After 20 years, NAPFA's Turf plans to step down

CEO declines to re-up when contract expires in 9 months

Nov 12, 2012 @ 1:40 pm

By Jeff Benjamin

Ellen Turf is handing over the reigns of the National Association of Personal Financial Advisors, where she has worked since 1992 and has been chief executive since 1999.

Ms. Turf, 60, announced Monday that she will stay on board through the end of her current contract, which expires at the end of August 2013, or whenever her successor is hired.

Founded in 1983, NAPFA is an organization of more than 2,400 members and is known for a staunch commitment to fee-only financial advice with an emphasis on acting as a fiduciary for clients.

Ms. Turf, who was not immediately available for comment, made her resignation plans known to NAPFA board members early last month.

NAPFA already has formed a search committee to begin the process of finding a new CEO.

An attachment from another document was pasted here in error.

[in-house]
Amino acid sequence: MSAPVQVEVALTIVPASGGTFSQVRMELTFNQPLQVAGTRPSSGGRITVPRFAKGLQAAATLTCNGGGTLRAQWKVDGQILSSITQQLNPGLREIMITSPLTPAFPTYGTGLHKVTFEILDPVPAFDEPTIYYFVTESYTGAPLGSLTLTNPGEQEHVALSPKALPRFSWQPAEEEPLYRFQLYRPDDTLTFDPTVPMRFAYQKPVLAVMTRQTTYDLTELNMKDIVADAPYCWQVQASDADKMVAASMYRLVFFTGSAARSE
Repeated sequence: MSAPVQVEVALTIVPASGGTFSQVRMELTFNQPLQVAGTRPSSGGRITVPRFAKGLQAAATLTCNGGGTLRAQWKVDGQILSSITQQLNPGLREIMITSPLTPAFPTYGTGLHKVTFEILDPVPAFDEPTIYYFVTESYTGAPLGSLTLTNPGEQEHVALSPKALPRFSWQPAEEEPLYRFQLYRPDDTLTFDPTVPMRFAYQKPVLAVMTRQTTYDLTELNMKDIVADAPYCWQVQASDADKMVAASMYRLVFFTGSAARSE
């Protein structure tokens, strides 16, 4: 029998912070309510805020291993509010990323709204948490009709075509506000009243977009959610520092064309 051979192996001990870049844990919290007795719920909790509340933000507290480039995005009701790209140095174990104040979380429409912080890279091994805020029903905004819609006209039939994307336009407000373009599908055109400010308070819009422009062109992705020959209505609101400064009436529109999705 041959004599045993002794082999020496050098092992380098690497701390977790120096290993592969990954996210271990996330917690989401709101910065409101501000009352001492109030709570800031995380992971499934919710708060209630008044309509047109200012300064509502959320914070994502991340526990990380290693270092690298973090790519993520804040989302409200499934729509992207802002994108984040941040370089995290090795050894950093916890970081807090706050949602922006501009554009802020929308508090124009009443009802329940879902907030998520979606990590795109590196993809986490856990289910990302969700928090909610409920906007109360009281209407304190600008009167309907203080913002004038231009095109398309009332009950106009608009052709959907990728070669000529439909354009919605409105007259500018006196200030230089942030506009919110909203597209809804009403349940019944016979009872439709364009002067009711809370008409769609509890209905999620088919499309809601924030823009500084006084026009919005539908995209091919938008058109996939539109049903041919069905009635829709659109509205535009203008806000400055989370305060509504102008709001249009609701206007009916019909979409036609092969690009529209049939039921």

“Every expectation is that a new CEO will be in place by the time Ellen is scheduled to leave in August,” said Lauren Locker, current NAPFA chairwoman and owner of Locker Financial Services LLC.

“We don't think there will be a problem, but Ellen has graciously agreed to stay on if necessary.”

Theodore Feight, owner of Creative Financial Design and a longtime NAPFA member, said Ms. Turf “has done a great job for the organization.”

“I'm surprised she's leaving, but she's going to leave NAPFA in a good position,” he added.

Ms. Turf's tenure at NAPFA began as a part-time position 20 years ago. When she became CEO in 1999, the organization had fewer than 1,000 members.

In 2007, she was recognized by Accounting Today magazine as one of the top 100 most influential people in accounting.

Prior to joining NAPFA, Ms. Turf worked with a variety of nonprofit organizations, including Women's American Organization through Rehabilitation and Training, where she held positions as president, treasurer and national board member.

In a prepared statement, Ms. Turf said she plans to spend some time with her husband traveling and visiting their grandchildren.

“NAPFA turns 30 in 2013, and it's hard to believe I've been a part of it for more than two-thirds of the time,” she said in a statement.

“I have had great pride in the accomplishments of the organization under my tenure,” she added. “To be a part of so many meaningful moments at the organization, and watch the growth of a profession I love, will have no equal in my career.”

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